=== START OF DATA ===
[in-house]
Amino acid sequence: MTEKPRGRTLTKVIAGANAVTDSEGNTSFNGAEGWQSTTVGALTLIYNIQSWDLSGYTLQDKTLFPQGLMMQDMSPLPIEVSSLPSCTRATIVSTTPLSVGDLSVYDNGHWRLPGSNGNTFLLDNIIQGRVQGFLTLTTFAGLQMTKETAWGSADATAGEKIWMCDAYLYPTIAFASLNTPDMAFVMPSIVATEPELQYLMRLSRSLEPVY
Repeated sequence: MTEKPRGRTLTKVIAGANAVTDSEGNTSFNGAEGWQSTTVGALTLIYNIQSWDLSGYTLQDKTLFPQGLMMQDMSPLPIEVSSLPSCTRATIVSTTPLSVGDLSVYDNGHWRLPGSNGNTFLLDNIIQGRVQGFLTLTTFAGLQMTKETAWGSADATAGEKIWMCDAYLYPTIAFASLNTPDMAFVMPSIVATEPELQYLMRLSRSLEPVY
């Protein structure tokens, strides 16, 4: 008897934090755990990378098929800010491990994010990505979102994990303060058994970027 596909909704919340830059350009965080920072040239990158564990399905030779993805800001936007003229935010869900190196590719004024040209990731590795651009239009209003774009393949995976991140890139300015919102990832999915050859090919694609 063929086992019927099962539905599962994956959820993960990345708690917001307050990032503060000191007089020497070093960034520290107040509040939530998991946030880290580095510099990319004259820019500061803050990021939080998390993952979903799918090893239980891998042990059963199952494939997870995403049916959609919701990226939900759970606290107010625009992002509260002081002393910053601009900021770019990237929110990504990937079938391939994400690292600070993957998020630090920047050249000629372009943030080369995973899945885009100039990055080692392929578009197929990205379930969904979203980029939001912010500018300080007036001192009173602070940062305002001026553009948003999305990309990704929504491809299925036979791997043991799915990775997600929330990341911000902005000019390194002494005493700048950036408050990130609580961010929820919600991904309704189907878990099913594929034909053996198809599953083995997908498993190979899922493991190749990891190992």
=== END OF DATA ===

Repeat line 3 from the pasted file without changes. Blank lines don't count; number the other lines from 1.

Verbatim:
Repeated sequence: MTEKPRGRTLTKVIAGANAVTDSEGNTSFNGAEGWQSTTVGALTLIYNIQSWDLSGYTLQDKTLFPQGLMMQDMSPLPIEVSSLPSCTRATIVSTTPLSVGDLSVYDNGHWRLPGSNGNTFLLDNIIQGRVQGFLTLTTFAGLQMTKETAWGSADATAGEKIWMCDAYLYPTIAFASLNTPDMAFVMPSIVATEPELQYLMRLSRSLEPVY